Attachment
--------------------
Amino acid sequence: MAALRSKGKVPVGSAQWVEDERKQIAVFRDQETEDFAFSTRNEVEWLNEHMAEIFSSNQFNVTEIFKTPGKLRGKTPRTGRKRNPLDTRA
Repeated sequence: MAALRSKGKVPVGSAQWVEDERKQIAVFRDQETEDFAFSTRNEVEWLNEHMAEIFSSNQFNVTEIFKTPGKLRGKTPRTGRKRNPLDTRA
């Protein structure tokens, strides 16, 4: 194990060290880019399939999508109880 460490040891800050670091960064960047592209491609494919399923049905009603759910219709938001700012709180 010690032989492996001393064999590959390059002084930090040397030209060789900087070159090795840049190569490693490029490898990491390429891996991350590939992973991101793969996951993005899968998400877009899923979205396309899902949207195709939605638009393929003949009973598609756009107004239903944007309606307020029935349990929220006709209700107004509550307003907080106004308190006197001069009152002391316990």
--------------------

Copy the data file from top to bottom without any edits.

Amino acid sequence: MAALRSKGKVPVGSAQWVEDERKQIAVFRDQETEDFAFSTRNEVEWLNEHMAEIFSSNQFNVTEIFKTPGKLRGKTPRTGRKRNPLDTRA
Repeated sequence: MAALRSKGKVPVGSAQWVEDERKQIAVFRDQETEDFAFSTRNEVEWLNEHMAEIFSSNQFNVTEIFKTPGKLRGKTPRTGRKRNPLDTRA
């Protein structure tokens, strides 16, 4: 194990060290880019399939999508109880 460490040891800050670091960064960047592209491609494919399923049905009603759910219709938001700012709180 010690032989492996001393064999590959390059002084930090040397030209060789900087070159090795840049190569490693490029490898990491390429891996991350590939992973991101793969996951993005899968998400877009899923979205396309899902949207195709939605638009393929003949009973598609756009107004239903944007309606307020029935349990929220006709209700107004509550307003907080106004308190006197001069009152002391316990």